Recently, Zirgan five times per day has been used to treat epithelial keratitis; this can be used as a primary treatment or when the patient is resistant to Viroptic. The go-to topical ointment Vira-A (vidarabine, Abcam) is no longer available. Initial therapy now often consists of oral treatment: acyclovir 400mg five times per day, valacyclovir 500mg BID or famciclovir 250mg BID—any of which are to be taken for seven to 10 days.
Orals aren’t often used as first line therapy for HSV except when:
1. There is a high risk of corneal toxicity.
2. The patient is immunocompromised.
3. The patient is a child in whom it is difficult to instill drops.
Treatment of superficial epithelial corneal disease occurs because of supratherapeutic levels of the antiviral in the precorneal tear film. Failure of epithelial lesions to resolve after two weeks suggests either epithelial toxicity, neurotrophic keratopathy or drug resistance.
An additional treatment at the initial presentation of a patient with HSV dendrites is to perform manual epithelial debridement with a cotton-tipped applicator. Removing infected and injured epithelial cells decreases the viral load on the cornea and can hasten the healing process.
• HSV geographic ulcer. Geographic ulcers are dendrites that widen and spread out while still remaining largely epithelial. The topical dose of either Viroptic or Zirgan is unchanged. If oral therapy is chosen, the dosage is increased to that for the treatment of herpes zoster: acyclovir 800mg five times per day, valacyclovir 1,000mg TID or famciclovir 500mg BID.
As with all purely epithelial herpes infections, avoid steroids unless there is a good reason, such as the presence of a corneal graft. Be aware that when epithelial herpes is severe enough, as in a geographic ulcer, the doctor may imagine that there is stromal involvement when there is not. Bowman’s membrane can become hazy, but the disease is still limited to the epithelium.
• HSV disciform (stromal) keratitis. In this case, the stroma is swollen, usually in the central cornea. The stroma appears hazy and/or Descemet’s membrane is wrinkled, indicating thickening. The overlying epithelium is intact and dendrites have usually resolved.
In this case—usually a sterile autoimmune process—steroids are added at four to eight times per day while maintaining topical Viroptic coverage five times per day, Zirgan TID, or oral antivirals given in the lower-dose regimen, such as with dendritic keratitis.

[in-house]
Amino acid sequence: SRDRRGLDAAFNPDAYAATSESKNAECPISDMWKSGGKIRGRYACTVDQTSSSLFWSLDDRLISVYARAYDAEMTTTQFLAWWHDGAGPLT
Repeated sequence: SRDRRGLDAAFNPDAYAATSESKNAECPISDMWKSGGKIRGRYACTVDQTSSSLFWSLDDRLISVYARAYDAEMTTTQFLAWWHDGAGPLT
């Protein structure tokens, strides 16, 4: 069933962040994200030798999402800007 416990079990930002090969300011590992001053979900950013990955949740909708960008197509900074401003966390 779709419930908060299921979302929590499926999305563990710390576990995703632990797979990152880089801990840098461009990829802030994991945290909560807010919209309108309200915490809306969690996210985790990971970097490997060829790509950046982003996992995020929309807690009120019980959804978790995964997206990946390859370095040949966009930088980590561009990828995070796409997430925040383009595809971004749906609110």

With prolonged treatment, more than three weeks of topical Viroptic may lead to ocular surface disease. Treatment is then switched to prophylactic doses of oral agents such as acyclovir 400mg BID while maintaining the steroid drops and monitoring the intraocular pressure.16
• Necrotizing (stromal with epithelial defect) keratitis. Here, the epithelium is gone and there is a stromal ulcer. Because of the infectious inflammation and the viral neurotropic nerve damage, it is difficult to induce the epithelium to cover and stabilize the dehydrating and thinning surface.
There is insufficient clinical trial data to support type and length of treatment. Steroids are often used, albeit cautiously. Pred Forte is used BID along with topical or oral antivirals. these agents are gaining prevalence due to the lack of toxicity. Oral antivirals are used in the higher doses for seven to 10 days, and the low-dose steroid is tapered. Ocular surface protection with a conjunctival flap or amniotic membrane must be considered. Topical antivirals are usually avoided because epithelial healing is so problematic and topical medications would likely only worsen the healing.
• Endothelial keratitis. Some patients who have a limited anterior chamber reaction, with fine keratic precipitates on the endothelial surface. This inflammatory, primarily autoimmune reaction should be treated with Pred Forte six to eight times per day along with a low-dose oral antivirals. The Pred Forte may then be tapered and the orals reduced to the prophylactic dose.
The eye remains the premier testing ground for many drugs under evaluation in experimental human clinical trials. With the development of more specific and systemic antiviral agents and the multiple viral infections manifested in ocular disease, the prospects for new and effective therapies remain highly promising in the near and distant future.
Dr. Sendrowski is a professor at the Southern California College of Optometry, and the Chief of the Ophthalmology Consultation and Special Testing Service at the Marshall B. Ketchum University Eye Center, in Fullerton, Calif.
Dr. Maher is a general ophthalmologist with fellowship training in cornea and external disease in private practice in Torrance, Calif.
Thanks to Jeremy-Ann Ham of the Department of Molecular Cell Biology and Physiology at California State University at Long Beach for assistance with this paper.